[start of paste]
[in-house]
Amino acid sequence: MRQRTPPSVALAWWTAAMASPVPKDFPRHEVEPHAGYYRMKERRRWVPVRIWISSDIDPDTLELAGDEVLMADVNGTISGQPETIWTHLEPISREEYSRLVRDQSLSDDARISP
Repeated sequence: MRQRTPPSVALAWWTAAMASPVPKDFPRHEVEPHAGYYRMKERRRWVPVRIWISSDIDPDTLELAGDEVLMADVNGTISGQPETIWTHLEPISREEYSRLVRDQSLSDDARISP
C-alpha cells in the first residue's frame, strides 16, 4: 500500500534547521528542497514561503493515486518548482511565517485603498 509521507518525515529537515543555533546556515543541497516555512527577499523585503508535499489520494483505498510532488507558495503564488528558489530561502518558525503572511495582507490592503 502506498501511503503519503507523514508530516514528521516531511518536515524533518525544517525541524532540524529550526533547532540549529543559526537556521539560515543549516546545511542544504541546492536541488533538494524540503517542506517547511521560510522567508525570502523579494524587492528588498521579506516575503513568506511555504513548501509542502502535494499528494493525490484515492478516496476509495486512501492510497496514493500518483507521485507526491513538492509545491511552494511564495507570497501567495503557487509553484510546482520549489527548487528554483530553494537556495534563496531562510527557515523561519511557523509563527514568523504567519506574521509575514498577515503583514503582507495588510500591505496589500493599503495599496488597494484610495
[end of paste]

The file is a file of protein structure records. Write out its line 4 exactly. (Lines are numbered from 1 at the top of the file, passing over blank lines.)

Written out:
C-alpha cells in the first residue's frame, strides 16, 4: 500500500534547521528542497514561503493515486518548482511565517485603498 509521507518525515529537515543555533546556515543541497516555512527577499523585503508535499489520494483505498510532488507558495503564488528558489530561502518558525503572511495582507490592503 502506498501511503503519503507523514508530516514528521516531511518536515524533518525544517525541524532540524529550526533547532540549529543559526537556521539560515543549516546545511542544504541546492536541488533538494524540503517542506517547511521560510522567508525570502523579494524587492528588498521579506516575503513568506511555504513548501509542502502535494499528494493525490484515492478516496476509495486512501492510497496514493500518483507521485507526491513538492509545491511552494511564495507570497501567495503557487509553484510546482520549489527548487528554483530553494537556495534563496531562510527557515523561519511557523509563527514568523504567519506574521509575514498577515503583514503582507495588510500591505496589500493599503495599496488597494484610495